Difference between revisions of "Subversion"
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Revision as of 07:05, 2 March 2012
Subversion is a version control system used by ReactOS.
ReactOS source code was in a CVS repository up to December 30th 2004. Since January 1st 2005, the source code is in a Subversion (SVN) repository.
- 1 Source Code Locations
- 2 SVN clients
- 3 Commits
- 4 Request commit (write) access
- 5 Troubleshooting
- 6 Branching
- 7 More information
Source Code Locations
- ReactOS - The Operating System itself with base components
- ReactOS Applications - Additional applications for ReactOS (bundled with releases)
- ReactOS Documentation - Some documentation of ReactOS components
- ReactOS Press Media - Graphical media used for representing the project
- ReactOS Project Tools - Additional tools used inside the ReactOS Project
- ReactOS Wallpaper - Wallpapers used in ReactOS Releases
- ReactOS Website - Website components of the ReactOS Project
These locations are just temporary and the code is usually merged back into the official source code after it has been improved.
- AMD64 - Implementation of AMD64 architecture support
For Windows, it is recommended to use the TortoiseSVN client, which nicely integrates into the Windows Explorer. Another popular SVN Client is the SVN command line client. This one is also bundled with the ReactOS Build Environment for Windows.
The usage of these clients is described in a separate article for each client:
Commits are data added to the ReactOS SVN. The term data is used because it is not limited to code, but may include any other media including icons and sound. If a piece of code is committed then it means that its part of the ReactOS source code. Every commit has its own unique identification number and a message explaining its purpose.
In an effort to lessen the load when changelogs need to be written for releases, this is the proposed commit message format. The general idea is that a script can be run from one SVN revision to another and populate the changelog by putting all commits for one component into a single category. To do this, a commit needs to identify which component(s) it is for.
[Component Name] -Description of change.
[KERNEL32] * Don't access freed memory in GetVolumeNameForVolumeMountPointW
When commits are made, it makes notifications is several ways.
- Mails with changes in each commit are sent to the mailing list ros-diffs. They will be plain text mails, which contain the differences in this revision.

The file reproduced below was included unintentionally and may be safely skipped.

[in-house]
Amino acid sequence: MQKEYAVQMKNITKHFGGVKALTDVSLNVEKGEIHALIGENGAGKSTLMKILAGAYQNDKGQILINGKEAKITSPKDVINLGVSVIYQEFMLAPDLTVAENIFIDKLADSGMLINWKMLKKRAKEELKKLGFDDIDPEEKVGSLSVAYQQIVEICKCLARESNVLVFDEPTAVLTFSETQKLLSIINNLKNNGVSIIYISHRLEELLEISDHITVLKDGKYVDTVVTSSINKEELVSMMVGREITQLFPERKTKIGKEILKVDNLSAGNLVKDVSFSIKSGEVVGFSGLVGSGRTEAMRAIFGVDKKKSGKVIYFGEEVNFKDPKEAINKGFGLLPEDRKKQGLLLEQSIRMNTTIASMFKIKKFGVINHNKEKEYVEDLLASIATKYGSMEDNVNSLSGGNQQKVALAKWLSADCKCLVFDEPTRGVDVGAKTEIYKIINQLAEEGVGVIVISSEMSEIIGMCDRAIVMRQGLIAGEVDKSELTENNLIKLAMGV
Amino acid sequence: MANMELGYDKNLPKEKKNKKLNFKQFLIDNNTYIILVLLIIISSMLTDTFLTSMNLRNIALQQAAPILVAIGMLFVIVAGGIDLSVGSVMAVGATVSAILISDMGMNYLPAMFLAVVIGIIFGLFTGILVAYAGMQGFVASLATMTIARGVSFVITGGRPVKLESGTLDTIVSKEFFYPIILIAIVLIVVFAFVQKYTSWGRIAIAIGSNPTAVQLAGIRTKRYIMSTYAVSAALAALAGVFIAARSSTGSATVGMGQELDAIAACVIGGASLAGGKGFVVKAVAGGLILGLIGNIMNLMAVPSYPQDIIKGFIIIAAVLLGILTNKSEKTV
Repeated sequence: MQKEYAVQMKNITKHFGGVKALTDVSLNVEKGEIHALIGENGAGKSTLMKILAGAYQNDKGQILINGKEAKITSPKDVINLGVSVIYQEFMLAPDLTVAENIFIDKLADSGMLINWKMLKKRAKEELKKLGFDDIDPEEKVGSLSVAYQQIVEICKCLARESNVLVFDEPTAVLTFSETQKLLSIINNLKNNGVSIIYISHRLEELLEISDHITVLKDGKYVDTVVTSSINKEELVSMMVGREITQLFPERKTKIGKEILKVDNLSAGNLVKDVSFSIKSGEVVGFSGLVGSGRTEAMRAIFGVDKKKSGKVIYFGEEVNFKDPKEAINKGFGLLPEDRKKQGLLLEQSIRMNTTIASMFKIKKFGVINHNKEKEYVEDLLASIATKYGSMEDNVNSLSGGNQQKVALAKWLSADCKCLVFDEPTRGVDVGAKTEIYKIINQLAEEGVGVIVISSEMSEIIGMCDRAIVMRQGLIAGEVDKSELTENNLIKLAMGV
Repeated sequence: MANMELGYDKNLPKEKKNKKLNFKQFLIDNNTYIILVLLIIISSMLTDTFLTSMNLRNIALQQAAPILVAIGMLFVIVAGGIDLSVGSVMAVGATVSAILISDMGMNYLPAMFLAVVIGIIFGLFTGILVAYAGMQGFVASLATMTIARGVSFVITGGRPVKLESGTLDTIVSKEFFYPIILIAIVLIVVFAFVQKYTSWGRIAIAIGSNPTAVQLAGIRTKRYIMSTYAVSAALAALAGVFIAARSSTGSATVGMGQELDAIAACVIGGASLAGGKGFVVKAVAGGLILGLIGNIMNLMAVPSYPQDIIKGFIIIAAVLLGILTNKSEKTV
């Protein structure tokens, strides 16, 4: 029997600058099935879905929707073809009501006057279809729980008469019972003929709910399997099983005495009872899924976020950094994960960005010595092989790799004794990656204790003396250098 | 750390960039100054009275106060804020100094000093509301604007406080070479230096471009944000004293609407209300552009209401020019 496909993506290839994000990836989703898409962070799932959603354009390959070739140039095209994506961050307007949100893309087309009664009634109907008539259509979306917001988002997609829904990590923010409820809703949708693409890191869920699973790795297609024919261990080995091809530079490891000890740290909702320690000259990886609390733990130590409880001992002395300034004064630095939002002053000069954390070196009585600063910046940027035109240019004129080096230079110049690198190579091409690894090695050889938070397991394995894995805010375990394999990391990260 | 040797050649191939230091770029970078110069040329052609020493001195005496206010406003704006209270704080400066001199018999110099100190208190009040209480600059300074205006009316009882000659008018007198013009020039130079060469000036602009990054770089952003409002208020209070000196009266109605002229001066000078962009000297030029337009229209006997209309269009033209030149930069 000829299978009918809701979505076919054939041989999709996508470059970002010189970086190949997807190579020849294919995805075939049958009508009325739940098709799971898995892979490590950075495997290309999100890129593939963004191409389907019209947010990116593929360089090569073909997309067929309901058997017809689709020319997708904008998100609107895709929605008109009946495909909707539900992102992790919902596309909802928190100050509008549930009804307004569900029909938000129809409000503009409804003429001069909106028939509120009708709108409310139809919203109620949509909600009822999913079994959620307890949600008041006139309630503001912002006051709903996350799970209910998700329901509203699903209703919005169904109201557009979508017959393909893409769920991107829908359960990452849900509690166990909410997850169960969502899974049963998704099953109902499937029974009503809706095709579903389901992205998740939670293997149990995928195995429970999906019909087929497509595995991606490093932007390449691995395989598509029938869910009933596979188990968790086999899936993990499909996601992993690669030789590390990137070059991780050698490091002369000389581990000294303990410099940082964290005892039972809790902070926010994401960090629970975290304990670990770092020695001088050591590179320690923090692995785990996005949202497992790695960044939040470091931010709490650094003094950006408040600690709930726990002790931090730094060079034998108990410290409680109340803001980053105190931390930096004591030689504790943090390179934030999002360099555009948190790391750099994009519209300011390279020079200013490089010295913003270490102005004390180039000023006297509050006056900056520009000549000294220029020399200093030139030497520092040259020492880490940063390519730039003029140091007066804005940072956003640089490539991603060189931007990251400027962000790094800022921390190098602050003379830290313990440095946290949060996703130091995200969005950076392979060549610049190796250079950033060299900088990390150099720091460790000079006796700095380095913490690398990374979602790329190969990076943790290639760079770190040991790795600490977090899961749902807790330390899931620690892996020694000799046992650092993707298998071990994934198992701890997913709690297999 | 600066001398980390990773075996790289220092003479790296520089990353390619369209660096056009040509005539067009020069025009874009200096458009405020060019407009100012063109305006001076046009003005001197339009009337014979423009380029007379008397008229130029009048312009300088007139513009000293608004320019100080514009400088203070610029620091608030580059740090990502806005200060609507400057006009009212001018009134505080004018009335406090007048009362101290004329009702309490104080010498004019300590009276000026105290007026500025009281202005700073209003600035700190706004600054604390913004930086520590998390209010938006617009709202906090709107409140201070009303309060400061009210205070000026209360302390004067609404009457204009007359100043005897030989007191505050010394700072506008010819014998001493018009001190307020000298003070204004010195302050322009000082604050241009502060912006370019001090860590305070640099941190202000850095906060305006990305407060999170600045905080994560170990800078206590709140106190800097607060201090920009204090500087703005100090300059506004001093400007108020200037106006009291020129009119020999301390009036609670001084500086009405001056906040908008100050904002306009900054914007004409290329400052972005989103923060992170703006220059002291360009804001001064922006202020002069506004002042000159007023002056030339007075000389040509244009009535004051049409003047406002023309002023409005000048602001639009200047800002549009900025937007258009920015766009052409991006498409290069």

- The CIA-n IRC bot in #reactos notifies the room of the event
- The ReactOS CIA page also shows the message of the last few commits.
Request commit (write) access
There are a few mandatory prerequisites to getting a direct, full write access (aka "commit access") to the main repository:
- Ability to communicate in written English.
- Be ready to disclose a full real name and postal address to at least the project's official (e.g. development lead or project lead), and preferably disclose full real name for public access.
- Have no legal restrictions related to contributing code to open source projects.
Applying for write access
Once you have started submitting patches and new code to the project you can be considered for application. We would prefer not to give access to someone who makes two or three updates and then never again. Also, if you are only going to submit patches now and again, you should file a bug in our Bugzilla and attach the patch file to it. If, however, you become a contributing developer on a continuing basis, you should definitely consider applying for write access.
Who to ask
Join the ReactOS IRC channel on FreeNode #reactos and ask.
SVN Update says: Object with the same name already exists
When you update your working copy, you may get the error message object with the same name already exists.
Subversion displays the error message because the directory is replaced in the repository and your working copy contains data which is unknown to Subversion (Your working copy is locally modified). Since Subversion does everything it can to not cause harm to your data, you must remove or move the data which is not in the repository out of the working copy.
This scenario won't happen very often though. You have two options to correctly resolve the problem:
- Remove the affected directory and update your working copy again.
- Remove all files and directories in the working copy that are unknown to Subversion and then update your working copy again.
A complete book about Subversion is available online at http://svnbook.red-bean.com.